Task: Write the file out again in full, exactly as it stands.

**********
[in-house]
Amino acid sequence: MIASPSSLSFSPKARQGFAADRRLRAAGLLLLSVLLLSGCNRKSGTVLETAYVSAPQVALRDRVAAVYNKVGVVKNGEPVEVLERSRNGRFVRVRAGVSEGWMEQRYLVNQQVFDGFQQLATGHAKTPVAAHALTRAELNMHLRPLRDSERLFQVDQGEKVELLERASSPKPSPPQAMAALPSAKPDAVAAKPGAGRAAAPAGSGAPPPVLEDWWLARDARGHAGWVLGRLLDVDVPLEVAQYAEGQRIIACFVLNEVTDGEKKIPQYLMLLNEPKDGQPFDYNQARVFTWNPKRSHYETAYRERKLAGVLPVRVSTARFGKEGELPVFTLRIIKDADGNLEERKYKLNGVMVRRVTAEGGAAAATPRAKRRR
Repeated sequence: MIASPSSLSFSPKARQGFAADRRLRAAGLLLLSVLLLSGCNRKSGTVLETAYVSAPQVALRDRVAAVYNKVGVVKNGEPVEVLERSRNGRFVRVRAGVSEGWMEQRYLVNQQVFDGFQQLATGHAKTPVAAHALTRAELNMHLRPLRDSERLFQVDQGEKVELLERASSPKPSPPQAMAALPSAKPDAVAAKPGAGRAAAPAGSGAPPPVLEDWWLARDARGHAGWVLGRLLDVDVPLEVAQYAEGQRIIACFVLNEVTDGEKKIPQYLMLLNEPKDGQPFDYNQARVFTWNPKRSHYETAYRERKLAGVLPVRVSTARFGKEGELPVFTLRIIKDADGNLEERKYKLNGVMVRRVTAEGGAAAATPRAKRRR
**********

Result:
[in-house]
Amino acid sequence: MIASPSSLSFSPKARQGFAADRRLRAAGLLLLSVLLLSGCNRKSGTVLETAYVSAPQVALRDRVAAVYNKVGVVKNGEPVEVLERSRNGRFVRVRAGVSEGWMEQRYLVNQQVFDGFQQLATGHAKTPVAAHALTRAELNMHLRPLRDSERLFQVDQGEKVELLERASSPKPSPPQAMAALPSAKPDAVAAKPGAGRAAAPAGSGAPPPVLEDWWLARDARGHAGWVLGRLLDVDVPLEVAQYAEGQRIIACFVLNEVTDGEKKIPQYLMLLNEPKDGQPFDYNQARVFTWNPKRSHYETAYRERKLAGVLPVRVSTARFGKEGELPVFTLRIIKDADGNLEERKYKLNGVMVRRVTAEGGAAAATPRAKRRR
Repeated sequence: MIASPSSLSFSPKARQGFAADRRLRAAGLLLLSVLLLSGCNRKSGTVLETAYVSAPQVALRDRVAAVYNKVGVVKNGEPVEVLERSRNGRFVRVRAGVSEGWMEQRYLVNQQVFDGFQQLATGHAKTPVAAHALTRAELNMHLRPLRDSERLFQVDQGEKVELLERASSPKPSPPQAMAALPSAKPDAVAAKPGAGRAAAPAGSGAPPPVLEDWWLARDARGHAGWVLGRLLDVDVPLEVAQYAEGQRIIACFVLNEVTDGEKKIPQYLMLLNEPKDGQPFDYNQARVFTWNPKRSHYETAYRERKLAGVLPVRVSTARFGKEGELPVFTLRIIKDADGNLEERKYKLNGVMVRRVTAEGGAAAATPRAKRRR